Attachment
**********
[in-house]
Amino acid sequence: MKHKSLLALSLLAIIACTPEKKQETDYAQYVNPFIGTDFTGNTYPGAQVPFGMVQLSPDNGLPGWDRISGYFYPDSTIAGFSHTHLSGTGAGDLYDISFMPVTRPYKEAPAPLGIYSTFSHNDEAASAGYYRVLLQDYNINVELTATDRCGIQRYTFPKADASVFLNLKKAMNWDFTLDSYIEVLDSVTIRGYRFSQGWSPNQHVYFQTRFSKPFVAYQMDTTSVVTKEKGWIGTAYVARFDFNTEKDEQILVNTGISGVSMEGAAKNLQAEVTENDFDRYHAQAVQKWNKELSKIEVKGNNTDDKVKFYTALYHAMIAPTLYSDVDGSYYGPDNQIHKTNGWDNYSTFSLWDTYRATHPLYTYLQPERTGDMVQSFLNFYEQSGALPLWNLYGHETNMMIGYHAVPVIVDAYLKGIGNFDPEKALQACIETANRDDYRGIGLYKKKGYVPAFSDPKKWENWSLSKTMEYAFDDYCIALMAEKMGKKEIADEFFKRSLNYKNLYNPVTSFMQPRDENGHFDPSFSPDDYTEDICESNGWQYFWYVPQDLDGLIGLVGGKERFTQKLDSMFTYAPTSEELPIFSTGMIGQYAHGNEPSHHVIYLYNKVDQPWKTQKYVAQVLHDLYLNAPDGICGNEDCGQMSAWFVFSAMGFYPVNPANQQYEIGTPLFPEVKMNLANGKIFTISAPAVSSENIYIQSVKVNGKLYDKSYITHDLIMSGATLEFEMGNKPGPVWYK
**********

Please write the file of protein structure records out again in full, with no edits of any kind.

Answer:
[in-house]
Amino acid sequence: MKHKSLLALSLLAIIACTPEKKQETDYAQYVNPFIGTDFTGNTYPGAQVPFGMVQLSPDNGLPGWDRISGYFYPDSTIAGFSHTHLSGTGAGDLYDISFMPVTRPYKEAPAPLGIYSTFSHNDEAASAGYYRVLLQDYNINVELTATDRCGIQRYTFPKADASVFLNLKKAMNWDFTLDSYIEVLDSVTIRGYRFSQGWSPNQHVYFQTRFSKPFVAYQMDTTSVVTKEKGWIGTAYVARFDFNTEKDEQILVNTGISGVSMEGAAKNLQAEVTENDFDRYHAQAVQKWNKELSKIEVKGNNTDDKVKFYTALYHAMIAPTLYSDVDGSYYGPDNQIHKTNGWDNYSTFSLWDTYRATHPLYTYLQPERTGDMVQSFLNFYEQSGALPLWNLYGHETNMMIGYHAVPVIVDAYLKGIGNFDPEKALQACIETANRDDYRGIGLYKKKGYVPAFSDPKKWENWSLSKTMEYAFDDYCIALMAEKMGKKEIADEFFKRSLNYKNLYNPVTSFMQPRDENGHFDPSFSPDDYTEDICESNGWQYFWYVPQDLDGLIGLVGGKERFTQKLDSMFTYAPTSEELPIFSTGMIGQYAHGNEPSHHVIYLYNKVDQPWKTQKYVAQVLHDLYLNAPDGICGNEDCGQMSAWFVFSAMGFYPVNPANQQYEIGTPLFPEVKMNLANGKIFTISAPAVSSENIYIQSVKVNGKLYDKSYITHDLIMSGATLEFEMGNKPGPVWYK